This spring, the front page of the Yandex search engine surpassed Channel One in number of viewers, according to TNS statistics.
Many saw this as a tipping point in the trend away from television’s dominance over the flow of information to the public. In April, 19.1 million people opened the front page of Yandex, while only 18.2 million tuned in to Channel One, Russia’s most popular television channel, which is controlled by the state and widely seen as a mouthpiece of government propaganda.
The internet has been steadily gaining in influence, and broadband is stretching to more households, yet its relatively modest reach is widely believed, by those opposing Vladimir Putin, to be the reason for the president’s continued high ratings. Channel One and other widely distributed television channels are tightly controlled and their news programs allocate most of their airtime to bland reportage of what Putin and Prime Minister Medvedev are doing, never airing criticism and avoiding live broadcasts.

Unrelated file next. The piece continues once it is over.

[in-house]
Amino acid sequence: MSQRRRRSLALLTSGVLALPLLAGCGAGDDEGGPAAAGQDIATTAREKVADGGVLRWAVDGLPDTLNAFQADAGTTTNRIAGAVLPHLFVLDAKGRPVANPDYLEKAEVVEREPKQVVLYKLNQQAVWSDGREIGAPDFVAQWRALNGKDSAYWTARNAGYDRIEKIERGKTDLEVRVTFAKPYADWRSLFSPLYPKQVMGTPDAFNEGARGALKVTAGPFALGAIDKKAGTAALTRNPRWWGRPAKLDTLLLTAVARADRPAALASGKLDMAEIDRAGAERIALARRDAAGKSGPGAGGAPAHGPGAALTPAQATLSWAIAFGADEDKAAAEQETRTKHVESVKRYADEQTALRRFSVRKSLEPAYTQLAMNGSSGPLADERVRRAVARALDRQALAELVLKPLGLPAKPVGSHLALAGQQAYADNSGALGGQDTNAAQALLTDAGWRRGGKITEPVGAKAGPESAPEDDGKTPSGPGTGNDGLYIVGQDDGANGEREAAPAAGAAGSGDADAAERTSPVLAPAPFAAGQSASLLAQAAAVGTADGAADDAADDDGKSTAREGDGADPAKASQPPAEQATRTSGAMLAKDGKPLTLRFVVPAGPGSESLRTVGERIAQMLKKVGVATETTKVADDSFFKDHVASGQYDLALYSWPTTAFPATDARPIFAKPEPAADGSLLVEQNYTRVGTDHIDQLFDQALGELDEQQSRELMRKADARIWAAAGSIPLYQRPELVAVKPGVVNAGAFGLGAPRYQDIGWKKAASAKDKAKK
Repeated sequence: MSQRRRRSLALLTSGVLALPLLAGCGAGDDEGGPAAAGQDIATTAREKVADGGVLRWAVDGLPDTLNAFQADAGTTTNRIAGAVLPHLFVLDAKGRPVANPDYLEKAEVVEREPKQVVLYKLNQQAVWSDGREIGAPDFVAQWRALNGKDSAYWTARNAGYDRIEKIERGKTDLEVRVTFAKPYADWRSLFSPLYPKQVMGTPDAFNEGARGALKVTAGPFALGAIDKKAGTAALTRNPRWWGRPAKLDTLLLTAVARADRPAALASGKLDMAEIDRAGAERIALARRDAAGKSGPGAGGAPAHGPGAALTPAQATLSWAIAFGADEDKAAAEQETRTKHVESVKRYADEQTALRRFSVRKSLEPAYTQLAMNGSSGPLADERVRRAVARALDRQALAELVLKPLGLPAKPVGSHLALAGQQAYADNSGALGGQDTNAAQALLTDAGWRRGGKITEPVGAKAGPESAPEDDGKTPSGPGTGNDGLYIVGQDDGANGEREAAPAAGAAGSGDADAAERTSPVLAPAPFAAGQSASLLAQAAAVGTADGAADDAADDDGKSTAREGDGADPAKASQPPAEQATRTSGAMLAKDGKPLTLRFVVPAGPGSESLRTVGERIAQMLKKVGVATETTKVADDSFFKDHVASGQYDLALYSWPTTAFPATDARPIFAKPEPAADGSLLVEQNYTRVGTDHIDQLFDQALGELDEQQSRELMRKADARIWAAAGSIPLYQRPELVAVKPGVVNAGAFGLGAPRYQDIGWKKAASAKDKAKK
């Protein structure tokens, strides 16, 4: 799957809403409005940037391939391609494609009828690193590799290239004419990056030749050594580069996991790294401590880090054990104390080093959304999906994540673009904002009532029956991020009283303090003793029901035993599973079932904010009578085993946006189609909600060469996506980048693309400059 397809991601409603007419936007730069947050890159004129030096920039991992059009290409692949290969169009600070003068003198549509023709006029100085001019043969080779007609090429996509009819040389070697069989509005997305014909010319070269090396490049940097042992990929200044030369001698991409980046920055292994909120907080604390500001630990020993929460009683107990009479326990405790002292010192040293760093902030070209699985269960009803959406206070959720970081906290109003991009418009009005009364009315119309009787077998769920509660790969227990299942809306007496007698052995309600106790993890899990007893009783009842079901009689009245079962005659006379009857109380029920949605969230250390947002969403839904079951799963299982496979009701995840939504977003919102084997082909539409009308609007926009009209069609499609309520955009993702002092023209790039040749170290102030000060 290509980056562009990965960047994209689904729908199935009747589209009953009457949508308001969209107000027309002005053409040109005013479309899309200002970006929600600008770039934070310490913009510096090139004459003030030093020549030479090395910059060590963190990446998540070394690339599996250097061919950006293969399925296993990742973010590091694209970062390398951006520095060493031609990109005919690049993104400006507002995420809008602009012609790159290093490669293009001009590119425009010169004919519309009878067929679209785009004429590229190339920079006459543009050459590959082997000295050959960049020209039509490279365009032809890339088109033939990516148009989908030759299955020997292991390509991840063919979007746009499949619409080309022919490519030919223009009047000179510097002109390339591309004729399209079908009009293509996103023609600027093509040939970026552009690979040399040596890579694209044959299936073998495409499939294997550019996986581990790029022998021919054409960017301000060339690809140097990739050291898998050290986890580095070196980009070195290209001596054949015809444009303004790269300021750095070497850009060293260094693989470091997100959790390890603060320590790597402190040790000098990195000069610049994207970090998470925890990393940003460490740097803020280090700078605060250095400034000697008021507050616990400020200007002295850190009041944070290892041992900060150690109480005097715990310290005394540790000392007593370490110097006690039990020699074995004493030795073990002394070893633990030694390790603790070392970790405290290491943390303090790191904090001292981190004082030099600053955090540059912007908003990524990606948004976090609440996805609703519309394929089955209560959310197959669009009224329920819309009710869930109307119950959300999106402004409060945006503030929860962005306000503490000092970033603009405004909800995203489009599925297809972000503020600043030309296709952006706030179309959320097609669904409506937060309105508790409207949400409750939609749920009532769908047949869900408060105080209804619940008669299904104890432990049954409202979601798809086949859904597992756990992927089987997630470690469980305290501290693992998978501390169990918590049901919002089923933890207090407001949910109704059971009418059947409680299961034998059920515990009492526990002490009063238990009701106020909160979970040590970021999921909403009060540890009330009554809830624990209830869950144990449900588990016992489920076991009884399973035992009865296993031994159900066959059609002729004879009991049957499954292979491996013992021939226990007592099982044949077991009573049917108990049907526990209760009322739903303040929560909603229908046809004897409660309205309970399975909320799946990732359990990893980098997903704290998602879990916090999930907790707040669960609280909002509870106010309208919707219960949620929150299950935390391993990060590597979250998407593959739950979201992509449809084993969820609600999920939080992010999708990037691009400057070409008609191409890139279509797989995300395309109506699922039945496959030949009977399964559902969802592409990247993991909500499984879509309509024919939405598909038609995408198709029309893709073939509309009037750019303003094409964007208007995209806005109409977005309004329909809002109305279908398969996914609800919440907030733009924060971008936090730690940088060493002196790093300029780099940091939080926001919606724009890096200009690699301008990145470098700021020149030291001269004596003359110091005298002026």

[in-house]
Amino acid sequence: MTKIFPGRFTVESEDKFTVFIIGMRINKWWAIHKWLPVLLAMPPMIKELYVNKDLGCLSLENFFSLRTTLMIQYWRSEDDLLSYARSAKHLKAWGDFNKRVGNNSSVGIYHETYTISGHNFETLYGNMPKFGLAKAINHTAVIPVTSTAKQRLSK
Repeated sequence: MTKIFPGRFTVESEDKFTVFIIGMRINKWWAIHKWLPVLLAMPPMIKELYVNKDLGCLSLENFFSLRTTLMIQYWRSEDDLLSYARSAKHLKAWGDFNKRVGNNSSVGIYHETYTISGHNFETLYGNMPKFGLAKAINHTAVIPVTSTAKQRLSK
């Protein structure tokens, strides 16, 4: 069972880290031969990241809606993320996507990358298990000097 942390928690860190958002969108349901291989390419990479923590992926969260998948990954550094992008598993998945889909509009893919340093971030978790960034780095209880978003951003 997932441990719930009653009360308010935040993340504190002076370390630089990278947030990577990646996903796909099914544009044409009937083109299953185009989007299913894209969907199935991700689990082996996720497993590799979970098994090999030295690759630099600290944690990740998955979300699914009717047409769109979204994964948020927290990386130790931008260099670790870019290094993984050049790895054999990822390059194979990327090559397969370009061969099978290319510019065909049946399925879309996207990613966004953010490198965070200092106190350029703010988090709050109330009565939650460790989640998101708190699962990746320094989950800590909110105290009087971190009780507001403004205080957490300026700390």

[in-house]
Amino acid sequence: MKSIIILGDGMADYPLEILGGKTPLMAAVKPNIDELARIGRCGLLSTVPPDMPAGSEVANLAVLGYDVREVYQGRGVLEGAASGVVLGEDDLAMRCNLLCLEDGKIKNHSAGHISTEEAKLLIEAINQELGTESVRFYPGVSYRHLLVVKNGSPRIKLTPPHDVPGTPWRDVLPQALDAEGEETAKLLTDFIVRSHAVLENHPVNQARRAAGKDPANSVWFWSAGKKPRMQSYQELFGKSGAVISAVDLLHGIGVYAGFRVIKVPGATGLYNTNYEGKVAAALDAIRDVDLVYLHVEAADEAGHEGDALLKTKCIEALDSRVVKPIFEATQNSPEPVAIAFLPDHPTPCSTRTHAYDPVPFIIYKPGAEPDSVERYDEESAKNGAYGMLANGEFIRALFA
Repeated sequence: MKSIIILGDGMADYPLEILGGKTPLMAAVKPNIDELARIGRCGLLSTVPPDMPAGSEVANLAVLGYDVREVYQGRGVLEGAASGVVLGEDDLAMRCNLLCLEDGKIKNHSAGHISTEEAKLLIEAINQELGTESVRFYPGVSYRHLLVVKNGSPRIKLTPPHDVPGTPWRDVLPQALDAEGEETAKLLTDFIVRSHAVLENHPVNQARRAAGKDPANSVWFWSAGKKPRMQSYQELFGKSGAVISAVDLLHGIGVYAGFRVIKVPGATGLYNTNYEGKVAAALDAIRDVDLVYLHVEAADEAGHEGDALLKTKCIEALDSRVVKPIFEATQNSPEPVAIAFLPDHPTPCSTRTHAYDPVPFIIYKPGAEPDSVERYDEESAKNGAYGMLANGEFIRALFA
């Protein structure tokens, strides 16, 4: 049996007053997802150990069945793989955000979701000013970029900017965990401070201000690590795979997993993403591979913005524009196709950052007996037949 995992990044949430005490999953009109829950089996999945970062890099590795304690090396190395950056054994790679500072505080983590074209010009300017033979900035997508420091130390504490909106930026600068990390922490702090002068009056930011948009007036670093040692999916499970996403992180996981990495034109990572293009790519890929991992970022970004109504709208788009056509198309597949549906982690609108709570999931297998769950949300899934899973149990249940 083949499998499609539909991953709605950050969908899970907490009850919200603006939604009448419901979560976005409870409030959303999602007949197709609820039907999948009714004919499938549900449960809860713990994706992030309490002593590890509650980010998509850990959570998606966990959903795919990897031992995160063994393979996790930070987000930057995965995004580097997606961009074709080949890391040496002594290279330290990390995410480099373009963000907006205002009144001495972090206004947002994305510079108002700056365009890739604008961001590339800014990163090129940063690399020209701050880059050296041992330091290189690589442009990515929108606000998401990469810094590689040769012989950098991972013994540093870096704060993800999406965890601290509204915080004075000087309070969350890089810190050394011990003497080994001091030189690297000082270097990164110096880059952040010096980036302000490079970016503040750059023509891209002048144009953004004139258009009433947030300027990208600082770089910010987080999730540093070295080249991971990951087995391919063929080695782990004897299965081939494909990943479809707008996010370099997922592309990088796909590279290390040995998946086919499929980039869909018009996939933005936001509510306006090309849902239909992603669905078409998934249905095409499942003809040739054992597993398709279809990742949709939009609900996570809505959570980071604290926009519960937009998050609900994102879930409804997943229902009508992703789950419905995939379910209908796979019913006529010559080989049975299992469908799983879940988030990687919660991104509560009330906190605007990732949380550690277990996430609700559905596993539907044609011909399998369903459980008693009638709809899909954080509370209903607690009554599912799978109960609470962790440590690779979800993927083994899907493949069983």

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Russian Life is a publication of a 30-year-young, award-winning publishing house that creates a bimonthly magazine, books, maps, and other products for Russophiles the world over.
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